Monday, 2 June 2014

Micrograph of the Month: Calcareous cave sediments from Fiji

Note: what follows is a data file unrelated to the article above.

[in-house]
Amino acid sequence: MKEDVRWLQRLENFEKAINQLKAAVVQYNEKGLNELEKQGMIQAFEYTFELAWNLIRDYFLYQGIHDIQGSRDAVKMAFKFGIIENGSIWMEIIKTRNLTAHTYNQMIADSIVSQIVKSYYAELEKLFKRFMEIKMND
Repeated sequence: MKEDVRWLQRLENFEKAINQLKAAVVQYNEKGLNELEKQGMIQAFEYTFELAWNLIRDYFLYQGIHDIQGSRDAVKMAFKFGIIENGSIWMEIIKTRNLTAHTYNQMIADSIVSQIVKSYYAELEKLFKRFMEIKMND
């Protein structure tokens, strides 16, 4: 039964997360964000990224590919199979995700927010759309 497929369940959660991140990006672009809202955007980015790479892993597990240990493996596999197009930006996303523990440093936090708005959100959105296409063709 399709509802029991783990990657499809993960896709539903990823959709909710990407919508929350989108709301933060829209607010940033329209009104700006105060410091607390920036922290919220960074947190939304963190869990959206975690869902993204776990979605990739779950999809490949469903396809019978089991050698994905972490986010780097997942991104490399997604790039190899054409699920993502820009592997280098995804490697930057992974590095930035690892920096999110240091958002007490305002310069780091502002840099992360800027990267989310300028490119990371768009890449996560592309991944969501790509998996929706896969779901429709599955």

This month we have a beautiful set of micrographs from a limestone cave on the Rove Penninsula of Fiji. These samples were collected as part of a pilot study with the University of the South Pacific way back in 2007, when I was avoiding finishing PhD write up and decided to go do some field work in the South Pacific, as you do. The samples come from a test pit that was excavated to identify the sequence of sediments within the cave, and to assess whether there was any Lapita occupation. The micromorphology samples were collected to identify activity traces that may be associated with the occupation. In the end the samples were not prioritised as the dates suggested that the occupations were much more recent, within the past 1000 years. However I do like to go back to them time to time, and will hopefully write something properly on them when I have time. For now I will share these beautiful images, maybe some of the most beautiful I have seen! The cave was incredibly humid, in fact there was a trowel from the previous seasons' survey with a wooden handle that had completely decomposed! This has also led to a fairly rapid decay of the roof collapse material. Despite being composed of limestone, cutting through these samples blocks was like slicing through fudge - the sediments are remarkably soft. The upper left image shows how the soft sediments have become mixed with bits of bone, the upper right shows the incorporation of charcoal. All of the images show skeletal material of various marine organisms. I am not an expert on these creatures, but my guesses are that we have various types of forams, along with coral. If any geologists would like to help me identify these beasties I'm very open to working with you to write up these slides!


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